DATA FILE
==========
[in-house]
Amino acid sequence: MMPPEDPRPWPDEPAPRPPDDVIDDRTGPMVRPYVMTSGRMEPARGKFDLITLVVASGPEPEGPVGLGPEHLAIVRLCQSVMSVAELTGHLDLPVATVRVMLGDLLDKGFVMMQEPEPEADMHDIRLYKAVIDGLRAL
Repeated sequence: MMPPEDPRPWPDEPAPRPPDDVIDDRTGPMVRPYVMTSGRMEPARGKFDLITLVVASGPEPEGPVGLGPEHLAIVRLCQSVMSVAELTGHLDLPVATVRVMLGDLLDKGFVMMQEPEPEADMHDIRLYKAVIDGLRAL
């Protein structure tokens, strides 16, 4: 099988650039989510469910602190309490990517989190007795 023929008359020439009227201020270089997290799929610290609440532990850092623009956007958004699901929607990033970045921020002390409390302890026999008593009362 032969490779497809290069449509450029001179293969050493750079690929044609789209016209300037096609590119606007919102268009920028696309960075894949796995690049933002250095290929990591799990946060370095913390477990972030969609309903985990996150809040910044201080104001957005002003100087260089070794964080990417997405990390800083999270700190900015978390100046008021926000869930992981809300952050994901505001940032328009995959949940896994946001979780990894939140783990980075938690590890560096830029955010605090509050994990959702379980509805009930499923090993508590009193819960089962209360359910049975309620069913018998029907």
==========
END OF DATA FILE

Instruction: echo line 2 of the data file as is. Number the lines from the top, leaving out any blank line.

Amino acid sequence: MMPPEDPRPWPDEPAPRPPDDVIDDRTGPMVRPYVMTSGRMEPARGKFDLITLVVASGPEPEGPVGLGPEHLAIVRLCQSVMSVAELTGHLDLPVATVRVMLGDLLDKGFVMMQEPEPEADMHDIRLYKAVIDGLRAL